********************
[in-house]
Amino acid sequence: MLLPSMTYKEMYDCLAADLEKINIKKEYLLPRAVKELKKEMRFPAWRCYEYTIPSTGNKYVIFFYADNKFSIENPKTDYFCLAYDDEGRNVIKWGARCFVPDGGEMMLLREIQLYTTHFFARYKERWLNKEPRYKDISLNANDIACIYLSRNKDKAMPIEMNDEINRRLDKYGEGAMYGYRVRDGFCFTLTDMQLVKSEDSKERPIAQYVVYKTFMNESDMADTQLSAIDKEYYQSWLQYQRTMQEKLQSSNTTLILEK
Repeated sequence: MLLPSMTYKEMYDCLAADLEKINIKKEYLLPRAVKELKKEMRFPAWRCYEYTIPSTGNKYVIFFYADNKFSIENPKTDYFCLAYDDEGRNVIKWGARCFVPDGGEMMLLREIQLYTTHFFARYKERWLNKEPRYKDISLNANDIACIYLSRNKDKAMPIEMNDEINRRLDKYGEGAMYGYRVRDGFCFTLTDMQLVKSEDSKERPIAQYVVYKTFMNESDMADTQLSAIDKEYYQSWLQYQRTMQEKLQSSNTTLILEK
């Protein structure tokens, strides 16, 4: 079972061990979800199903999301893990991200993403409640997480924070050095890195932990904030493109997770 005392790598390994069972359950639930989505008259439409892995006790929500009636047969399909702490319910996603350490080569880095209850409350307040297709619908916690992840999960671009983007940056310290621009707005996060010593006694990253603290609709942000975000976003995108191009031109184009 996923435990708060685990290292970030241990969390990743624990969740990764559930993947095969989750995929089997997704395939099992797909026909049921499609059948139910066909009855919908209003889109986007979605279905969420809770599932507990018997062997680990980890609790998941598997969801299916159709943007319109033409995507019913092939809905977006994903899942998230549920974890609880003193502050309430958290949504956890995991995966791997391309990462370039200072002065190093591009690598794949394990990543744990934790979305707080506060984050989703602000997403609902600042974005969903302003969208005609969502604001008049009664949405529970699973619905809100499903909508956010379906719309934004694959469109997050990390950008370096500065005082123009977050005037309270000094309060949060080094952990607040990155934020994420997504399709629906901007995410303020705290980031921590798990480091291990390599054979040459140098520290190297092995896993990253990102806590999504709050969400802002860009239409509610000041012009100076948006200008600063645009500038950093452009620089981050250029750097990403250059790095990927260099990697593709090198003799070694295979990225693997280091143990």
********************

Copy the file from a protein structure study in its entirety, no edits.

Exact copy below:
[in-house]
Amino acid sequence: MLLPSMTYKEMYDCLAADLEKINIKKEYLLPRAVKELKKEMRFPAWRCYEYTIPSTGNKYVIFFYADNKFSIENPKTDYFCLAYDDEGRNVIKWGARCFVPDGGEMMLLREIQLYTTHFFARYKERWLNKEPRYKDISLNANDIACIYLSRNKDKAMPIEMNDEINRRLDKYGEGAMYGYRVRDGFCFTLTDMQLVKSEDSKERPIAQYVVYKTFMNESDMADTQLSAIDKEYYQSWLQYQRTMQEKLQSSNTTLILEK
Repeated sequence: MLLPSMTYKEMYDCLAADLEKINIKKEYLLPRAVKELKKEMRFPAWRCYEYTIPSTGNKYVIFFYADNKFSIENPKTDYFCLAYDDEGRNVIKWGARCFVPDGGEMMLLREIQLYTTHFFARYKERWLNKEPRYKDISLNANDIACIYLSRNKDKAMPIEMNDEINRRLDKYGEGAMYGYRVRDGFCFTLTDMQLVKSEDSKERPIAQYVVYKTFMNESDMADTQLSAIDKEYYQSWLQYQRTMQEKLQSSNTTLILEK
């Protein structure tokens, strides 16, 4: 079972061990979800199903999301893990991200993403409640997480924070050095890195932990904030493109997770 005392790598390994069972359950639930989505008259439409892995006790929500009636047969399909702490319910996603350490080569880095209850409350307040297709619908916690992840999960671009983007940056310290621009707005996060010593006694990253603290609709942000975000976003995108191009031109184009 996923435990708060685990290292970030241990969390990743624990969740990764559930993947095969989750995929089997997704395939099992797909026909049921499609059948139910066909009855919908209003889109986007979605279905969420809770599932507990018997062997680990980890609790998941598997969801299916159709943007319109033409995507019913092939809905977006994903899942998230549920974890609880003193502050309430958290949504956890995991995966791997391309990462370039200072002065190093591009690598794949394990990543744990934790979305707080506060984050989703602000997403609902600042974005969903302003969208005609969502604001008049009664949405529970699973619905809100499903909508956010379906719309934004694959469109997050990390950008370096500065005082123009977050005037309270000094309060949060080094952990607040990155934020994420997504399709629906901007995410303020705290980031921590798990480091291990390599054979040459140098520290190297092995896993990253990102806590999504709050969400802002860009239409509610000041012009100076948006200008600063645009500038950093452009620089981050250029750097990403250059790095990927260099990697593709090198003799070694295979990225693997280091143990």